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I just realized that the house we are buying has no cable outlets in any of the 3 bedroom or family room. This house was remodeled prior to us buying it so I think that they must of just drywalled over or forgot to put the outlets back. How hard and expensive is it to add new cable outlets, I don't want holes everywhere or cable running on the floor. I checked att uverse and it said cable can be out there which leads me to believe they had cable at one point. any help? Also if we go direct tv/dish satellite service is cable outlets even needed?
 

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I think this is a case where you should try to contact the previous owners and find out what they did.


If you're willing to replace the crown molding (if any) or the baseboards, some are available which include small cable trays or conduits.


With a satellite subscription, you'll still have to run a cable from the antenna to the receiver(s) and then from the receiver(s) to the TV(s) and/or audio system.
 

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Poke your head into the attic / crawlspace and see if you can see coax lines dropping into the rooms. And every cable has another end - if that exists, at least you know they're going somewhere. Trace the wire from the service entrance, and see if you find a big splitter somewhere...
 

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Quote:
Originally Posted by NickTheGreat  /t/1521322/buying-a-home-and-there-are-no-cable-outlets-in-any-room#post_24451432


It's sinfully easy if you have attic and basement access. It's a real pain if you don't.


I'm with Seldon, it might be worth asking what happened.
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If you have to run cable, it's not really sinfully easy, depending on the situation. I ran cable in my other house, and it was freaking time consuming.


If the cable is already run, it's really not sinfully easy, either. For instance, I have access to both the attic and the basement in a house. I had to trace all the wiring I could find in the basement (several splitters, and amp, etc.), and then had to go into the attic only to discover that the original wiring no longer worked and there was a single line in the attic to one outlet. I had to tap into that and luckily could run a wire from the attic to the basement (where all the rest of the wiring existed) and tap into what I needed to do there. Luckily, even after three splitters, everything worked.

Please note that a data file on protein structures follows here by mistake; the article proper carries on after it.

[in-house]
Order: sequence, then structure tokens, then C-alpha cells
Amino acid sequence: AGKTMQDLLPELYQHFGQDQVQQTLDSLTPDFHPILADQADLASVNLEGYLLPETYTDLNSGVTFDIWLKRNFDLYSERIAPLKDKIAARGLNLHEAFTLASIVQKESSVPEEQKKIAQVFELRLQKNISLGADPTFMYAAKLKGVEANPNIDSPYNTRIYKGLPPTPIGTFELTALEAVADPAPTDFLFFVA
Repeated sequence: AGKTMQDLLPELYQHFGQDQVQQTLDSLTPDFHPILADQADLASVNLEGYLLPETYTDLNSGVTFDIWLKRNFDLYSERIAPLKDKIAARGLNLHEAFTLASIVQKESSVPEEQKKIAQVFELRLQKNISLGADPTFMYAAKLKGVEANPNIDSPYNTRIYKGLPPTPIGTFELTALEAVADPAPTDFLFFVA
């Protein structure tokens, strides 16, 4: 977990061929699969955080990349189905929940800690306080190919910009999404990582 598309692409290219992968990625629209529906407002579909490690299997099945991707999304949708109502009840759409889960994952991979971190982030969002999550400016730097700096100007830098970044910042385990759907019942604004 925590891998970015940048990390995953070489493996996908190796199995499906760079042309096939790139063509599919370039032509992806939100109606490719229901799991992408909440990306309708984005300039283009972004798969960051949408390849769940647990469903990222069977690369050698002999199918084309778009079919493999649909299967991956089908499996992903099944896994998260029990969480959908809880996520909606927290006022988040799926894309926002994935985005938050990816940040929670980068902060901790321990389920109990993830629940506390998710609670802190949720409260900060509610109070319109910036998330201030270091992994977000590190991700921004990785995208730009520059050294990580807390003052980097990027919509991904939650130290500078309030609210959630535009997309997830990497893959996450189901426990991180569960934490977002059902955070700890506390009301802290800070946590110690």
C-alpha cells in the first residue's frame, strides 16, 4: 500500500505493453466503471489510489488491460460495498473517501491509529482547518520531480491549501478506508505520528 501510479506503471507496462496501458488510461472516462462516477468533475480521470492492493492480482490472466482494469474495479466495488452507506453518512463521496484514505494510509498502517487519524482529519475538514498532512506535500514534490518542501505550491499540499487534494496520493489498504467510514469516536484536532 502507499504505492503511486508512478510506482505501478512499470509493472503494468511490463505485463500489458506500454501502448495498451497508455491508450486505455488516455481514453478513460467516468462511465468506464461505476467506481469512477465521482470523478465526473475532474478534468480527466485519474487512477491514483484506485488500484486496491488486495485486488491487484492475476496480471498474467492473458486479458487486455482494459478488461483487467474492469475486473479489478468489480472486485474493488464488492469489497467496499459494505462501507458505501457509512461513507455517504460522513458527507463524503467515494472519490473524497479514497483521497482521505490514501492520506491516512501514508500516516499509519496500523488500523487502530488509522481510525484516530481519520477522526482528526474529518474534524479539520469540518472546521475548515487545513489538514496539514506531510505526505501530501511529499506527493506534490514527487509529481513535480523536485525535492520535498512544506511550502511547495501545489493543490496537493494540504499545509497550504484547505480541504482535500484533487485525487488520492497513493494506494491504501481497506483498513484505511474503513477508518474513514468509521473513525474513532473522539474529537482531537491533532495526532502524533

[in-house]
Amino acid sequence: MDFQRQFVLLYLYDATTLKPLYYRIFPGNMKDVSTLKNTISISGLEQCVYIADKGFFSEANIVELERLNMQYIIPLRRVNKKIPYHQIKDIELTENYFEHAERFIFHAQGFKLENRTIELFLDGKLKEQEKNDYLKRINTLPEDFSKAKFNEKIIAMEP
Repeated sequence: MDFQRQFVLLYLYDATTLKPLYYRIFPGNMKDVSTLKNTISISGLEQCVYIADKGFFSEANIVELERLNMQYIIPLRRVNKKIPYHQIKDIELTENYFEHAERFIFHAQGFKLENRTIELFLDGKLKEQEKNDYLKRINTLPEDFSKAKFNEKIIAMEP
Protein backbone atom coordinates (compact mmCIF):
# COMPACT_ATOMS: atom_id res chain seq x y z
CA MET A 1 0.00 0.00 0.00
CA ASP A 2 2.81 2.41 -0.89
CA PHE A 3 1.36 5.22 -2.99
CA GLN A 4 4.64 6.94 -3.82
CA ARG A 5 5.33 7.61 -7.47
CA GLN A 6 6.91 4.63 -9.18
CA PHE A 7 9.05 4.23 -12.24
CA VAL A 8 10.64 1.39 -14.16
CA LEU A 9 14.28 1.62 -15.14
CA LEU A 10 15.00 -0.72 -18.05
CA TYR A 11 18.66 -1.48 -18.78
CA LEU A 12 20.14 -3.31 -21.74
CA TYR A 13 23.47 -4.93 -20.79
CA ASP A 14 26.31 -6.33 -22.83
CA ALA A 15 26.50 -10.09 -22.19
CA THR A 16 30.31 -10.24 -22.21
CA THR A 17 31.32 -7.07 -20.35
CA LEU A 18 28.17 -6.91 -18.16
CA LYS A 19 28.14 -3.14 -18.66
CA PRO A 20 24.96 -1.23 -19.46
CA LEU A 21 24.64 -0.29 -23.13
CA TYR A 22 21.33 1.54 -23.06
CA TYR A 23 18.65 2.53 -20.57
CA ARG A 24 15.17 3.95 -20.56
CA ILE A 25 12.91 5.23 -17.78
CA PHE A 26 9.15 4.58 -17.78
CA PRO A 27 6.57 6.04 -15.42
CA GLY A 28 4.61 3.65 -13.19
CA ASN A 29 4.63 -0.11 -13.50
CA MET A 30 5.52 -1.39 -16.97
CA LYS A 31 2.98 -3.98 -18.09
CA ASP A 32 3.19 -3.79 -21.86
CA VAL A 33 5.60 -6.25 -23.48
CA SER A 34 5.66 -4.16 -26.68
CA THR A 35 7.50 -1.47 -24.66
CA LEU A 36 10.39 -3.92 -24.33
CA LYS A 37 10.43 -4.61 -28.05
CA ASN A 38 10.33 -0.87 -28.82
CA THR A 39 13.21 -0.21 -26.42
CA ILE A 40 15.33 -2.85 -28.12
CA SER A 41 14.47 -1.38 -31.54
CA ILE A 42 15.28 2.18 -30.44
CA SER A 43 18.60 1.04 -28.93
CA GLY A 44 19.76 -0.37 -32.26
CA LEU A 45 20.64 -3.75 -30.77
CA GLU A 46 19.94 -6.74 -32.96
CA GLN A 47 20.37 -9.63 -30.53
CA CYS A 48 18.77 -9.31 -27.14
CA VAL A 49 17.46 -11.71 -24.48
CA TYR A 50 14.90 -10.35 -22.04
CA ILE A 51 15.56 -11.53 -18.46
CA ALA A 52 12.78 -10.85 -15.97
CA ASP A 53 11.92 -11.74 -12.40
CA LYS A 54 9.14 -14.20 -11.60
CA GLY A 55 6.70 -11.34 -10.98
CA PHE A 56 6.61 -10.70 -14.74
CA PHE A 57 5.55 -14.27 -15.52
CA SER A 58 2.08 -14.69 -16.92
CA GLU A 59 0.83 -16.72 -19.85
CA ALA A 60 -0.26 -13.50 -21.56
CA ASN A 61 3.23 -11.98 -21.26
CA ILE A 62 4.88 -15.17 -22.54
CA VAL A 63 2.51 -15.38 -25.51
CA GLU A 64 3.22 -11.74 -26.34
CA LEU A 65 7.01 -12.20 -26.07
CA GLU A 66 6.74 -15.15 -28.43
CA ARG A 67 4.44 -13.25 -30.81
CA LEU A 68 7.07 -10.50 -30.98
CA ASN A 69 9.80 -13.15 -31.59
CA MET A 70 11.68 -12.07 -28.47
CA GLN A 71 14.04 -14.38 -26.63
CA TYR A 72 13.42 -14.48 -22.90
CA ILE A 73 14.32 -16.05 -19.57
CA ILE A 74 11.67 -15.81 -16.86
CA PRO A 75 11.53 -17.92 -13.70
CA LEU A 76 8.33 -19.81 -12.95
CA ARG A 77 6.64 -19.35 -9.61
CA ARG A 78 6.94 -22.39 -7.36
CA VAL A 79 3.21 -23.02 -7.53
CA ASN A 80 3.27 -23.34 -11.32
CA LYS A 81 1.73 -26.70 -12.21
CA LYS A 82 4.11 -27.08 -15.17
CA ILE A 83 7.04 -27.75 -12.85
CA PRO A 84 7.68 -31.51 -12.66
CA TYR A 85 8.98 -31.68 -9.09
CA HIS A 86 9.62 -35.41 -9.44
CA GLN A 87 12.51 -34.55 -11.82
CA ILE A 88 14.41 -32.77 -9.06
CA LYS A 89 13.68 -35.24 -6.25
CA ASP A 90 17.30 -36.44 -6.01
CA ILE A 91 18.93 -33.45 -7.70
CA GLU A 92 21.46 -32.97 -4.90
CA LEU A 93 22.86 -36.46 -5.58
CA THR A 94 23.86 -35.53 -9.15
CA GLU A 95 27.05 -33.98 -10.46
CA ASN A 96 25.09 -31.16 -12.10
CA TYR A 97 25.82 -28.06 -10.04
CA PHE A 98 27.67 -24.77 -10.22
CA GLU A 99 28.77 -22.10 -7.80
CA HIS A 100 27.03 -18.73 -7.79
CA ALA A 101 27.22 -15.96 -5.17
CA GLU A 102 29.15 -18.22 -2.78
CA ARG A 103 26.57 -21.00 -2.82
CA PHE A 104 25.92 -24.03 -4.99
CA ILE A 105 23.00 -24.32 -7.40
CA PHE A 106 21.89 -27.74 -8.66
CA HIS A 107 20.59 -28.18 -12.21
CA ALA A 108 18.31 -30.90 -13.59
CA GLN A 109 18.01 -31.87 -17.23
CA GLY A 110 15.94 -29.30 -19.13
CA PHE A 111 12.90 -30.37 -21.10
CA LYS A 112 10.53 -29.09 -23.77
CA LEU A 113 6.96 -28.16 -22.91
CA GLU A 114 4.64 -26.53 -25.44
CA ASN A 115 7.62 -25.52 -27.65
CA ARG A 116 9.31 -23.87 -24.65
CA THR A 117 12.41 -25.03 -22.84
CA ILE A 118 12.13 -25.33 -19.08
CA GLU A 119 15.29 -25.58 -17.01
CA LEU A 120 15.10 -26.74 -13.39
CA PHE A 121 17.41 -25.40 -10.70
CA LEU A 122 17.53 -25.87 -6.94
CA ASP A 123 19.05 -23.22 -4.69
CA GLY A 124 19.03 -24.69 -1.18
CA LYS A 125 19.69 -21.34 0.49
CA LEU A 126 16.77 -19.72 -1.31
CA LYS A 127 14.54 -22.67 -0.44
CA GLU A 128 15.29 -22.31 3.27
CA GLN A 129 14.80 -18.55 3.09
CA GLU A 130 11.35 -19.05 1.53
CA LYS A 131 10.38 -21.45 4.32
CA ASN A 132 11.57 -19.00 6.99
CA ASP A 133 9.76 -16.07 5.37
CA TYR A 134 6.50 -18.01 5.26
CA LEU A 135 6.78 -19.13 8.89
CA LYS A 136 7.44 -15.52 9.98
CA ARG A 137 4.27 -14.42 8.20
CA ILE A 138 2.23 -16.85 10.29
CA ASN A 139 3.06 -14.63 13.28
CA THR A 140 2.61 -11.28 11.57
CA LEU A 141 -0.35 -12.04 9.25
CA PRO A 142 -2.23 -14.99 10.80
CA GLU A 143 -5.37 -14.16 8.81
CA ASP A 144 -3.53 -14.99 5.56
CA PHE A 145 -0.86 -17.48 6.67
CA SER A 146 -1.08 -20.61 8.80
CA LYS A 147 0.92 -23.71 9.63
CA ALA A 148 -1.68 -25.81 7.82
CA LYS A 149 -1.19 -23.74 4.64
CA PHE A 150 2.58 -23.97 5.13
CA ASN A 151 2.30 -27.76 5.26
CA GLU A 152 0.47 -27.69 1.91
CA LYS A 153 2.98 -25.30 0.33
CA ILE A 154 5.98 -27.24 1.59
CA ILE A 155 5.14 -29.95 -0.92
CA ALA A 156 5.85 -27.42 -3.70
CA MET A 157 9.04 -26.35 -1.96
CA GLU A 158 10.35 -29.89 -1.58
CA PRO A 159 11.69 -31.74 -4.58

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You want the easiest and least messy way? Hire someone to do it.
 

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'Least messy' is open to debate. I rarely cut drywall for new cable drops; I take my time, plan it out, and work methodically. A pro would be in and out in 5 minutes with each drop, cutting drywall at every chance. Repairing drywall is cheap. AV installer is $100/hour, just like an electrician or plumber, in my area.
 

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If you have basement or attic access, then that's an option. There's also the traditional method of "wrapping" which is how a couple of outlets in the house I'm living in now were done. You just go from the service entrance point, around the outside, and then drill in on an exterior wall wherever you want the jack. It's not hard to do, and if done properly, and with the right color of cable, doesn't look too bad. This is how the MSO will usually do it, as they pretty much don't fish wires through attics or basements unless it's truly the easiest or only way to get somewhere.


DirecTV, DISH, and cable all work with home-run RG-6. Cable is sometime tolerant of RG-59 or mid-line splitters, satellite is not, and modern digital cable systems will likely act up if they don't have home-run RG-6.
 

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Technically if you sign up with Dish or Direct the installer is responsible for the cable if there is none. The problem with having us run your cable is 'you get what you pay for' and a job doesn't pay extra if we have to run cable. Basically even with the title of "contractor", most techs have little bargaining power for the price of line items. It's likely they get paid a figure for installing a dish and a receiver, then an additional figure for each additional receiver, and they are to provide cable as needed. It is pretty common to charge $15 per additional receiver. So if you think that $15 includes cable don't expect it to look amazing... they'll drill a hole straight out and wrap the cable around the house. See if an electrician will even take you seriously for offering $15 per cable run. Many techs offer wall fishing as 'custom' labor and charge accordingly to do a cleaner but more time consuming cable run. This is perfectly normal in the industry but a big complaint in the inner circle is the way that Dish and Direct so frequently and loudly advertise a free install, so people expect custom labor to be free. Some Dish employees are not contractors and earn an hourly wage and have all materials, tools, and time paid for. However they have a system of points per hour, with each job worth a certain number of points. Even with time and materials paid for, they still suffer when they have to cable because low points per hour affects promotions and raises.